“This inspirational gathering of Reformed believers from all over the world will include daily worship, a Friday evening outreach concert, workshops on a multitude of important topics, and plenty of time for relationship-building and fellowship,” said David Swanson, FPCO Senior Pastor. “Come to Orlando and join us for what promises to be a very significant time together. With so much upheaval and pain in our world, we need to be together prayerfully for the gospel.”

The Moderator of the Assembly is Rob Norris, Teaching Pastor for the EPC’s Fourth Presbyterian Church in Bethesda, Md.

On Friday, October 28, EPC Stated Clerk Dean Weaver will participate in an 11:00 a.m. panel discussion, “The Church Under Pressure from the State.” Case Thorp, Moderator of the EPC’s 39th General Assembly, will lead a 4:00 p.m. seminar on Friday, “Made to Flourish: Faith and Work.”

Swanson will preach the concluding worship service on Sunday, October 30.

Among the variety of other speakers are Michael Aitcheson, Senior Pastor of Christ United Fellowship (PCA) in Orlando; Michael Allen, Professor of Systematic Theology and Academic Dean at Reformed Theological Seminary in Orlando; Gerald Bray, Research Professor of Divinity at Beeson Divinity School in Birmingham, Ala.; Davi Gomes, WRF International Director and former head of the Andrew Jumper Presbyterian Graduate School of Theology of the Presbyterian Church of Brazil; and Andrew McGowan, Director of the Rutherford Centre for Reformed Theology in Dingwall, Scotland.

Leaders from several EPC World Outreach partner ministries also will appear, including Richard Pratt, President of Third Millennium Ministries, and Steve Curtis, International Director of the Timothy Two Project International.

For more information and to register, see www.wrf.global/assembly.

Tom Ricks named National Director of Church Planting

 

Tom Ricks

Tom Ricks, longtime Chairman of the EPC’s Church Planting Team, has been named the EPC’s National Director of Church Planting. This new role at the Office of the General Assembly in Orlando will oversee the denomination’s strategic priority of Church Planting.

“I am thrilled to lead our efforts to continue to build a church planting culture in the EPC in a full-time capacity,” Ricks said. “We have made incredible progress in church planting as a denomination over the past 10 years or so. I can’t wait to see what God has in store for us over the next 10 and beyond as we look to inspire every EPC church to be a parent, partner, or patron of church planting.”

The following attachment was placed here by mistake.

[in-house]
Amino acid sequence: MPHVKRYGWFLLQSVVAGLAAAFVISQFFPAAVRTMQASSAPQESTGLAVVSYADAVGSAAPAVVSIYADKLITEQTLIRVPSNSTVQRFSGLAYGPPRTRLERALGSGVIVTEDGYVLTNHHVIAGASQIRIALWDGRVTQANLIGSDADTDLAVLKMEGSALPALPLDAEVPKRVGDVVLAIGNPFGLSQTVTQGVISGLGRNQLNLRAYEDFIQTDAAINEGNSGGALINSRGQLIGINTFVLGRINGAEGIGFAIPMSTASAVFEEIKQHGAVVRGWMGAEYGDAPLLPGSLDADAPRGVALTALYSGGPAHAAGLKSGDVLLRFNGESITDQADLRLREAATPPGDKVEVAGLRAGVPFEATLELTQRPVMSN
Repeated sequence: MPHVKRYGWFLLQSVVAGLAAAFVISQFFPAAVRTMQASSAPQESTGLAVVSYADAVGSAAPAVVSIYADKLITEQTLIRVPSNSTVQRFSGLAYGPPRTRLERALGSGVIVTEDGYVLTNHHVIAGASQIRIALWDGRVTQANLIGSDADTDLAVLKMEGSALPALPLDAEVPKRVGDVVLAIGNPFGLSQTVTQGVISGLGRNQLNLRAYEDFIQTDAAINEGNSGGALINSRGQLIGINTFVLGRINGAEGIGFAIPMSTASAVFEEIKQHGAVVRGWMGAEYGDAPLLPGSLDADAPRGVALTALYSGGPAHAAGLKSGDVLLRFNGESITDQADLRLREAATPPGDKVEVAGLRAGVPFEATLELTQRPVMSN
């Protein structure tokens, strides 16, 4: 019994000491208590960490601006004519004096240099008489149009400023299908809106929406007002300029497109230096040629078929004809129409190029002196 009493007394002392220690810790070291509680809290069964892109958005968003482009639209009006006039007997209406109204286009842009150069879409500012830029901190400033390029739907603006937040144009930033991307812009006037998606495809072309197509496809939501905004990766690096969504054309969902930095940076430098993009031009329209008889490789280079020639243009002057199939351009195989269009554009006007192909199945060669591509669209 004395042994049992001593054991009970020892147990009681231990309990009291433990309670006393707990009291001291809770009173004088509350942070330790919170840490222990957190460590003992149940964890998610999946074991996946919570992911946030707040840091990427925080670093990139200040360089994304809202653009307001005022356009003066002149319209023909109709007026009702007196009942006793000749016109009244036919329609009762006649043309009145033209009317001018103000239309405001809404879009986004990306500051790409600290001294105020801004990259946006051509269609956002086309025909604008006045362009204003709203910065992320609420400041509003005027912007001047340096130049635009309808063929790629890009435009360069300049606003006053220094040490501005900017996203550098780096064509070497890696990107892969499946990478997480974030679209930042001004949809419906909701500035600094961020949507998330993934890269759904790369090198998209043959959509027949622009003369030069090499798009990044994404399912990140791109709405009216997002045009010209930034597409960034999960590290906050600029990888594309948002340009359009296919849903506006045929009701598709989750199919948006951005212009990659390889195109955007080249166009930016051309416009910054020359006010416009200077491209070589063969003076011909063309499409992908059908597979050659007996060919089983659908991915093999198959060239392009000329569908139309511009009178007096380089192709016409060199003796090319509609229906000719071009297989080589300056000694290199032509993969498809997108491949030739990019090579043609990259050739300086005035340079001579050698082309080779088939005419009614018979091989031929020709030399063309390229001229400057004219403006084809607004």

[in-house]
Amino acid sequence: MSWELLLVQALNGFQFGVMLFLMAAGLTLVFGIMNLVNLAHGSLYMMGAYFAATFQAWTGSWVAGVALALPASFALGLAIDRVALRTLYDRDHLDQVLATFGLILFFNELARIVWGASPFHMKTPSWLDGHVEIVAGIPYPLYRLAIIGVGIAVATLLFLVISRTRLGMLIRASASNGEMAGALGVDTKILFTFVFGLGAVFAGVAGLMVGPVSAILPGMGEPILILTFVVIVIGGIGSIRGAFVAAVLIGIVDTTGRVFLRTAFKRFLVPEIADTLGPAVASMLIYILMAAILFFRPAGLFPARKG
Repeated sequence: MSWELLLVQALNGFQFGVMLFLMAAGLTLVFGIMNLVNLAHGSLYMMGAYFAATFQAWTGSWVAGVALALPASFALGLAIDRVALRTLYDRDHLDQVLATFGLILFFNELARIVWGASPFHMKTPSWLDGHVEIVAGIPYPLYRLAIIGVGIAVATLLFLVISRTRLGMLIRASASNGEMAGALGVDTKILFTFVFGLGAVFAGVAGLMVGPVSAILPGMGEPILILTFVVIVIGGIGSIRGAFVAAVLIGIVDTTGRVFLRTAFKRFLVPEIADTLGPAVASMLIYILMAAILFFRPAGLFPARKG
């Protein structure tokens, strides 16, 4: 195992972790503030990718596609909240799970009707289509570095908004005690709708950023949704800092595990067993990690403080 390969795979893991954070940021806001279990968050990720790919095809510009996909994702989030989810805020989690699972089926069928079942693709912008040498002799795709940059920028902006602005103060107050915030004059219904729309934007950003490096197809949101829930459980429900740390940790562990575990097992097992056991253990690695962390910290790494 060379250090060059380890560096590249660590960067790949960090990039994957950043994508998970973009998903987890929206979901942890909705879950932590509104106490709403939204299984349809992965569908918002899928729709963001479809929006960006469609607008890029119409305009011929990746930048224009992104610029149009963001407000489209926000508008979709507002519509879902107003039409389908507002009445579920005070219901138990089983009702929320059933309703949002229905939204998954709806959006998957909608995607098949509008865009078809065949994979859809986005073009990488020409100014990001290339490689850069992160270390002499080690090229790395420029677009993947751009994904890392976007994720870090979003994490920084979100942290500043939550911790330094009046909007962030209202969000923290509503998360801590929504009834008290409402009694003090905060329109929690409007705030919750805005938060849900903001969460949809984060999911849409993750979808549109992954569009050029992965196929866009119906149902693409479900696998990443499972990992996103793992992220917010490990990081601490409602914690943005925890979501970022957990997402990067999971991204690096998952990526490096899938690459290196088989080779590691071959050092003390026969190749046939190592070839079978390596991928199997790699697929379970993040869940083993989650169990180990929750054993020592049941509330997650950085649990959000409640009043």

A Teaching Elder in the Presbytery of Mid-America, Ricks planted Greentree Community Church in Kirkwood, Mo., in 1999. He served as the congregation’s Senior Pastor until retiring from the role in early 2022. Under his leadership, Greentree planted five daughter churches: The Crossing in Columbia, Mo.; Riverside Church in Webster Groves, Mo.; City Church in St. Louis, Mo.; River City Church in St. Charles, Mo.; and Woke Bridge Community Church in Ferguson, Mo.

“Anyone who knows Tom knows his infectious passion for church planting,” said Dean Weaver, EPC Stated Clerk. “While he has led the EPC’s church planting strategy in a part-time capacity since 2011, I am very excited that he will now be able to devote his full energy to our strategic priority of church planting. Under Tom’s leadership, the EPC will be intentional about evangelism through church planting and developing a pipeline of church planters.”

Prior to planting Greentree, Ricks served in variety of pastoral roles at Central Presbyterian Church in St. Louis from 1990-1998, including Interim Lead Pastor. He also served as Director of Youth Ministries for Lookout Mountain Presbyterian Church in Chattanooga, Tenn., prior to joining the EPC.

“We have about 50 active church plants in the EPC right now—about eight percent of the total number of EPC churches,” Ricks said. “We would love to see that double in the coming years. Studies have revealed over and over that new churches have some of the highest rates of first-time salvations. Church plants also often make an impact for the gospel in their communities that outpace more established churches. The EPC is well-positioned to capitalize on this, and I am looking forward to hitting the ground running.”